The great golf course architect Tom Simpson might have to temper his famously withering view of golf club committees were he to make a return visit to Carlow Golf Club, 80 years after he redesigned the classic course we know today.
“A Committee,” Simpson wrote in 1945, “has been defined as a body of people who individually have no authority, and who collectively decide to do one of three things: to do nothing, to have another meeting as soon as possible, or to appoint a sub-committee.”
Happily, for lovers of great golf and judicious design, the relevant committee at Carlow came up trumps recently by approving and carrying out a major renovation of the bunkering on a course that is regarded as one of Simpson’s great redesigns.
Founded in 1899, Carlow moved to its current Deerpark home in 1922, when Cecil Barcroft laid out the bones of the current course, later adjusted by the great J.H. Taylor and Fred Hawtree.
Fortunately for the future of golf in Carlow, the club took advantage of Simpson’s trips to Ireland to work on Ballybunion, Kilkenny and County Louth in the late 1930s and was commissioned to revamp the course in 1937.
The total cost ran to just over £492 of which just £50 went to the somewhat eccentric architect, who like to turn up in a Rolls Royce driven by his assistant Molly Gourlay.
As it turned out, the £50 was money very well-spent, just like the recent outlay of €45,000 to rebuild 83 bunkers — 47 on the Deerpark Course and 37 on the new, nine-hole Oakpark Course designed by Jeff Howes in 2002.
Combining Carlow’s rolling hills, its natural sandy soil and its spectacular vistas with Simpson’s classic design principles turned out to be a stroke of genius by a club that has long been regarded as one of the finest parkland courses in the country.
When Andrew Gilbert arrived in Carlow from Cheltenham to take over from Christy O’Connor Jnr as club professional during the long, hot summer of 1976, he was stunned by the quality of a course that has hosted the Irish Amateur Close Championship three times and this year will welcome men’s Interprovincials from July 3-5.
“The course was so natural and well designed it reminded me of Sunningdale or Walton Heath,” Carlow’s longest-serving professional wrote in the club’s centenary history. “It has changed very little over the years.”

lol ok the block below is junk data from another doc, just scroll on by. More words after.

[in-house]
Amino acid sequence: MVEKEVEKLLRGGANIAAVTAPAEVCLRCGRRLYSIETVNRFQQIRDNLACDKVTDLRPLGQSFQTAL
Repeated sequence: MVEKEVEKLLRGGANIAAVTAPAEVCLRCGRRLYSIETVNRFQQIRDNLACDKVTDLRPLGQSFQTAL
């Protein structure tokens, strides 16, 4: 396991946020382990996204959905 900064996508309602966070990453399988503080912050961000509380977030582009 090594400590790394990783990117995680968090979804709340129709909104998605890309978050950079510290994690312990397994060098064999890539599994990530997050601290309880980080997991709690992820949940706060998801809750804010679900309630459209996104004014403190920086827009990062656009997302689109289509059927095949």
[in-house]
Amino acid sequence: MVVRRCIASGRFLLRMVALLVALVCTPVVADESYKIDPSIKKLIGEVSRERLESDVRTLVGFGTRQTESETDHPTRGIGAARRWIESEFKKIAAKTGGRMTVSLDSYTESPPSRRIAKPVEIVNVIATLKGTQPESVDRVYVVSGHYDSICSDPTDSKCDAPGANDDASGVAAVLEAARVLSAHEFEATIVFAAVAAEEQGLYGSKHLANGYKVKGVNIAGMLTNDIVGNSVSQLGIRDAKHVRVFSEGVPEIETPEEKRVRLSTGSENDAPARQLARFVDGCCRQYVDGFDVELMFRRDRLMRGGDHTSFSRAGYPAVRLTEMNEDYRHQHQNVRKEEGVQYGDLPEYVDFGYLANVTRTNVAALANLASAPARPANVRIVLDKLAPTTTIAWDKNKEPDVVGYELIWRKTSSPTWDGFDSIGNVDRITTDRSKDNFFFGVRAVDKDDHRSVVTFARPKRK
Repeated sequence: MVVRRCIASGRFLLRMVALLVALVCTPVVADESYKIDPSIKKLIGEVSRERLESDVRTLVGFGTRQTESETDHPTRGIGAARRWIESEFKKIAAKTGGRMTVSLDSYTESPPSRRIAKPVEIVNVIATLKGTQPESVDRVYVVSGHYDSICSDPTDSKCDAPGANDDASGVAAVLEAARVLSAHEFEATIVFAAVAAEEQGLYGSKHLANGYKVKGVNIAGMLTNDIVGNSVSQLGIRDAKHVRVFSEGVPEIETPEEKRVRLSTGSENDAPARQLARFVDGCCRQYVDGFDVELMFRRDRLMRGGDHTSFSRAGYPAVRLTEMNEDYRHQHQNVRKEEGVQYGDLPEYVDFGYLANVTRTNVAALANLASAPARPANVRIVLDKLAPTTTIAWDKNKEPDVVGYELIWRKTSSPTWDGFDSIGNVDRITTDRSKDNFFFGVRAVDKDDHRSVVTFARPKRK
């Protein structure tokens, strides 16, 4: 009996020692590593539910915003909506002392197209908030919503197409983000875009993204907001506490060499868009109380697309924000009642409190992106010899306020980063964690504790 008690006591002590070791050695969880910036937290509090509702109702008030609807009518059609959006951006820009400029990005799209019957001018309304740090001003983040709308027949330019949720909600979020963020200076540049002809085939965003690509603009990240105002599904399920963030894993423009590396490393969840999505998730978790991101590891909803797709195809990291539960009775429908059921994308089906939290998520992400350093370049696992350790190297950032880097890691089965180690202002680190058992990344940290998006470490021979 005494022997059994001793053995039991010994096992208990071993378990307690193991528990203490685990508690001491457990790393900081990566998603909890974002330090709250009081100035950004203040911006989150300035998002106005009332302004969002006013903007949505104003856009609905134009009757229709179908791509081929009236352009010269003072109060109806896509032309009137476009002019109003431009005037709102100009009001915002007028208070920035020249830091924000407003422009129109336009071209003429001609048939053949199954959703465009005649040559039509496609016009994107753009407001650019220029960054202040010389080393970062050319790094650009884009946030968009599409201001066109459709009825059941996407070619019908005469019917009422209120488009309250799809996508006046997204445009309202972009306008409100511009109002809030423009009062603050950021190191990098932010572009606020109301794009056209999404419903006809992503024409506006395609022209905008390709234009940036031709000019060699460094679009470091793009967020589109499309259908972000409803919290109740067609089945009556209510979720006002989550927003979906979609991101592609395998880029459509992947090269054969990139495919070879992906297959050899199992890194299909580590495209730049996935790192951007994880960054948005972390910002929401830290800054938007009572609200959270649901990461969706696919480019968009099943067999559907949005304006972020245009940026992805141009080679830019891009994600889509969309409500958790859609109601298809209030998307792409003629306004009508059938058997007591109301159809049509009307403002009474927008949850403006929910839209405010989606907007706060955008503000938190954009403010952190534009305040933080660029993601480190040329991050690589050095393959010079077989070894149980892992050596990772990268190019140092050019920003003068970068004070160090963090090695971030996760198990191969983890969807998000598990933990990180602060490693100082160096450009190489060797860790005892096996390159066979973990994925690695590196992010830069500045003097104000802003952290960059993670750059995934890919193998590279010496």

It has changed little since Gilbert wrote those words in 1999, though the newly revamped bunkers have injected new life into a course that is as much a test of mental strength and strategic thinking as it is a test of ball-striking.
“The architect who relies on bunkers for his effects is a bad architect,” Simpson once wrote. “In all golf course construction, the aim should be simplicity of design and the avoidance of unnecessary bunkers.”
New Zealander Greg Turner, a former European Tour player turned designer and critic, visited the course a few years ago and was blown away by its quality of what he now regards as his favourite Irish inland course.
“I was especially fond of your group of par-three holes, with number six perhaps being my favourite,” he wrote. “There were a number of times during the round when I was reminded of Gleneagles in Scotland although I have no hesitation in saying that the course at Carlow is superior.
“Being a student of golf course architecture, it’s always interesting to see how, in spite of such enormous changes in the golf balls and clubs, great architecture can stand the test of time.
“Your course is a fine example – proof positive that interesting greens along with firm undulating fairways will always captivate.
“When you combine those qualities with such pleasant heathland surroundings you have a course to savour!”
Few who have played Carlow, where risks must be taken from the tee to find the ideal line to the green, would disagree with Turner’s assessment or Simpson’s view on bunkering.